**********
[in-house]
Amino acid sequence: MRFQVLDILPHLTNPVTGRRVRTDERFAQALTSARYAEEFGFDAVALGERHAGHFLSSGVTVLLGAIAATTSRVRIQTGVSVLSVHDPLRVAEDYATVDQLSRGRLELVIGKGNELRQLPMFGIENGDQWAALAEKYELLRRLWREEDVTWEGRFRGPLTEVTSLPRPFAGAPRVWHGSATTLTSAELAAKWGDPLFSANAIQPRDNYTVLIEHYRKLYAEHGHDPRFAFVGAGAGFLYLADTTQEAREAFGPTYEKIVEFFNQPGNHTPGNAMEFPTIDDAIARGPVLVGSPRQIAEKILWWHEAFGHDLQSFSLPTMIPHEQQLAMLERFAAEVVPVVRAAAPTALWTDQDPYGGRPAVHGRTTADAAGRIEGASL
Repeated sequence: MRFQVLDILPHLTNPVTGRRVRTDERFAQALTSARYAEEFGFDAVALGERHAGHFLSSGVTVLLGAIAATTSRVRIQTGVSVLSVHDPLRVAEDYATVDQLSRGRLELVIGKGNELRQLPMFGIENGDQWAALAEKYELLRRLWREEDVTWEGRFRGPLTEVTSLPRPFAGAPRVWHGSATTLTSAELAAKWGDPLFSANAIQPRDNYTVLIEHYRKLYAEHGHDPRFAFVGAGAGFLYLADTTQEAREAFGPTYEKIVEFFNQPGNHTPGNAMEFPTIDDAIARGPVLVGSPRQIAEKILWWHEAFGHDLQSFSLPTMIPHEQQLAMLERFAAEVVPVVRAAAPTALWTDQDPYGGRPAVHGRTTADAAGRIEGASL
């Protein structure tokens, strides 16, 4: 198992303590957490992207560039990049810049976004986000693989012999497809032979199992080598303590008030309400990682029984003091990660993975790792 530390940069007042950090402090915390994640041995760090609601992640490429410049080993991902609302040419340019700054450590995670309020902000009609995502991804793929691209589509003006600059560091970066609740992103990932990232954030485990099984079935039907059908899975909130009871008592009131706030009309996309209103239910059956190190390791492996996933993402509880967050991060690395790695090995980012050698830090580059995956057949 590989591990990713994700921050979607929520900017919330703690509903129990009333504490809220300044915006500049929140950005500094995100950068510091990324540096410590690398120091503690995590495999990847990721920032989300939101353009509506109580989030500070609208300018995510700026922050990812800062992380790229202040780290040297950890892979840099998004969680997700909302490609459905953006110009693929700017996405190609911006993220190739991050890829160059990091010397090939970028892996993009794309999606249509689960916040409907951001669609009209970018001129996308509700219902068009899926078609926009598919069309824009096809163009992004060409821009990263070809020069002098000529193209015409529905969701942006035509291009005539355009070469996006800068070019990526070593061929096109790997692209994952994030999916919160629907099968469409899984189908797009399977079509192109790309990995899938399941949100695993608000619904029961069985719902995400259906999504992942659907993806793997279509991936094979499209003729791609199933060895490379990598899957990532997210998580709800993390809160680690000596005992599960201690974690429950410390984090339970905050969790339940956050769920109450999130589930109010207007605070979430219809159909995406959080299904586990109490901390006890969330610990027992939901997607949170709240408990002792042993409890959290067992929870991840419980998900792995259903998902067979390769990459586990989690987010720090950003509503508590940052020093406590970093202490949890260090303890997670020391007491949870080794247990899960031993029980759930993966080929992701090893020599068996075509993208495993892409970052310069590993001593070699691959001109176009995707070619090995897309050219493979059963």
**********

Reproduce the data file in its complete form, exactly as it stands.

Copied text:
[in-house]
Amino acid sequence: MRFQVLDILPHLTNPVTGRRVRTDERFAQALTSARYAEEFGFDAVALGERHAGHFLSSGVTVLLGAIAATTSRVRIQTGVSVLSVHDPLRVAEDYATVDQLSRGRLELVIGKGNELRQLPMFGIENGDQWAALAEKYELLRRLWREEDVTWEGRFRGPLTEVTSLPRPFAGAPRVWHGSATTLTSAELAAKWGDPLFSANAIQPRDNYTVLIEHYRKLYAEHGHDPRFAFVGAGAGFLYLADTTQEAREAFGPTYEKIVEFFNQPGNHTPGNAMEFPTIDDAIARGPVLVGSPRQIAEKILWWHEAFGHDLQSFSLPTMIPHEQQLAMLERFAAEVVPVVRAAAPTALWTDQDPYGGRPAVHGRTTADAAGRIEGASL
Repeated sequence: MRFQVLDILPHLTNPVTGRRVRTDERFAQALTSARYAEEFGFDAVALGERHAGHFLSSGVTVLLGAIAATTSRVRIQTGVSVLSVHDPLRVAEDYATVDQLSRGRLELVIGKGNELRQLPMFGIENGDQWAALAEKYELLRRLWREEDVTWEGRFRGPLTEVTSLPRPFAGAPRVWHGSATTLTSAELAAKWGDPLFSANAIQPRDNYTVLIEHYRKLYAEHGHDPRFAFVGAGAGFLYLADTTQEAREAFGPTYEKIVEFFNQPGNHTPGNAMEFPTIDDAIARGPVLVGSPRQIAEKILWWHEAFGHDLQSFSLPTMIPHEQQLAMLERFAAEVVPVVRAAAPTALWTDQDPYGGRPAVHGRTTADAAGRIEGASL
């Protein structure tokens, strides 16, 4: 198992303590957490992207560039990049810049976004986000693989012999497809032979199992080598303590008030309400990682029984003091990660993975790792 530390940069007042950090402090915390994640041995760090609601992640490429410049080993991902609302040419340019700054450590995670309020902000009609995502991804793929691209589509003006600059560091970066609740992103990932990232954030485990099984079935039907059908899975909130009871008592009131706030009309996309209103239910059956190190390791492996996933993402509880967050991060690395790695090995980012050698830090580059995956057949 590989591990990713994700921050979607929520900017919330703690509903129990009333504490809220300044915006500049929140950005500094995100950068510091990324540096410590690398120091503690995590495999990847990721920032989300939101353009509506109580989030500070609208300018995510700026922050990812800062992380790229202040780290040297950890892979840099998004969680997700909302490609459905953006110009693929700017996405190609911006993220190739991050890829160059990091010397090939970028892996993009794309999606249509689960916040409907951001669609009209970018001129996308509700219902068009899926078609926009598919069309824009096809163009992004060409821009990263070809020069002098000529193209015409529905969701942006035509291009005539355009070469996006800068070019990526070593061929096109790997692209994952994030999916919160629907099968469409899984189908797009399977079509192109790309990995899938399941949100695993608000619904029961069985719902995400259906999504992942659907993806793997279509991936094979499209003729791609199933060895490379990598899957990532997210998580709800993390809160680690000596005992599960201690974690429950410390984090339970905050969790339940956050769920109450999130589930109010207007605070979430219809159909995406959080299904586990109490901390006890969330610990027992939901997607949170709240408990002792042993409890959290067992929870991840419980998900792995259903998902067979390769990459586990989690987010720090950003509503508590940052020093406590970093202490949890260090303890997670020391007491949870080794247990899960031993029980759930993966080929992701090893020599068996075509993208495993892409970052310069590993001593070699691959001109176009995707070619090995897309050219493979059963």